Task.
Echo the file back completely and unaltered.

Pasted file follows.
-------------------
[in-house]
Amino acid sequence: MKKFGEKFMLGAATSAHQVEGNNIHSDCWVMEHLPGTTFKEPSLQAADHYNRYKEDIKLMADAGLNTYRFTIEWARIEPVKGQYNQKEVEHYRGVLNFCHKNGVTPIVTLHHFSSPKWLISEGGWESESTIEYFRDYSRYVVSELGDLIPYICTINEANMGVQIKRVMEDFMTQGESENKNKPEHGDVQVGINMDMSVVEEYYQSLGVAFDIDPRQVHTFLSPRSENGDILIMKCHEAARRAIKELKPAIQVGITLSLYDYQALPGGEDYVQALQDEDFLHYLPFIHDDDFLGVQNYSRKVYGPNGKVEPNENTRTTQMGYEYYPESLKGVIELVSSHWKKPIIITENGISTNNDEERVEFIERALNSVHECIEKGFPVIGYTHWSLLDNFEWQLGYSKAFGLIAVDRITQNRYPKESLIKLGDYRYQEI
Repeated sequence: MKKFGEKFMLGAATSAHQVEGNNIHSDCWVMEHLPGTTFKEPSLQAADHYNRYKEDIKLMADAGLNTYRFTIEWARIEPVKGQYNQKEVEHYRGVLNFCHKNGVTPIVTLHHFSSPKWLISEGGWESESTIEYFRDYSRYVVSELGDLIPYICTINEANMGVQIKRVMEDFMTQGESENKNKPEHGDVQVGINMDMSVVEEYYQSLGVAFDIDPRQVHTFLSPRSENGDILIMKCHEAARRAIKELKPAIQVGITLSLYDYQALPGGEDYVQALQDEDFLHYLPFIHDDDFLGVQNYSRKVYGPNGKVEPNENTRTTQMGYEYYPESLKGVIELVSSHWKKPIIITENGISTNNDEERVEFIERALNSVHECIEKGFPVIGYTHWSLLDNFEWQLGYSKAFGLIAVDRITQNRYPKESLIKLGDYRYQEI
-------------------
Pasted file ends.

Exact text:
[in-house]
Amino acid sequence: MKKFGEKFMLGAATSAHQVEGNNIHSDCWVMEHLPGTTFKEPSLQAADHYNRYKEDIKLMADAGLNTYRFTIEWARIEPVKGQYNQKEVEHYRGVLNFCHKNGVTPIVTLHHFSSPKWLISEGGWESESTIEYFRDYSRYVVSELGDLIPYICTINEANMGVQIKRVMEDFMTQGESENKNKPEHGDVQVGINMDMSVVEEYYQSLGVAFDIDPRQVHTFLSPRSENGDILIMKCHEAARRAIKELKPAIQVGITLSLYDYQALPGGEDYVQALQDEDFLHYLPFIHDDDFLGVQNYSRKVYGPNGKVEPNENTRTTQMGYEYYPESLKGVIELVSSHWKKPIIITENGISTNNDEERVEFIERALNSVHECIEKGFPVIGYTHWSLLDNFEWQLGYSKAFGLIAVDRITQNRYPKESLIKLGDYRYQEI
Repeated sequence: MKKFGEKFMLGAATSAHQVEGNNIHSDCWVMEHLPGTTFKEPSLQAADHYNRYKEDIKLMADAGLNTYRFTIEWARIEPVKGQYNQKEVEHYRGVLNFCHKNGVTPIVTLHHFSSPKWLISEGGWESESTIEYFRDYSRYVVSELGDLIPYICTINEANMGVQIKRVMEDFMTQGESENKNKPEHGDVQVGINMDMSVVEEYYQSLGVAFDIDPRQVHTFLSPRSENGDILIMKCHEAARRAIKELKPAIQVGITLSLYDYQALPGGEDYVQALQDEDFLHYLPFIHDDDFLGVQNYSRKVYGPNGKVEPNENTRTTQMGYEYYPESLKGVIELVSSHWKKPIIITENGISTNNDEERVEFIERALNSVHECIEKGFPVIGYTHWSLLDNFEWQLGYSKAFGLIAVDRITQNRYPKESLIKLGDYRYQEI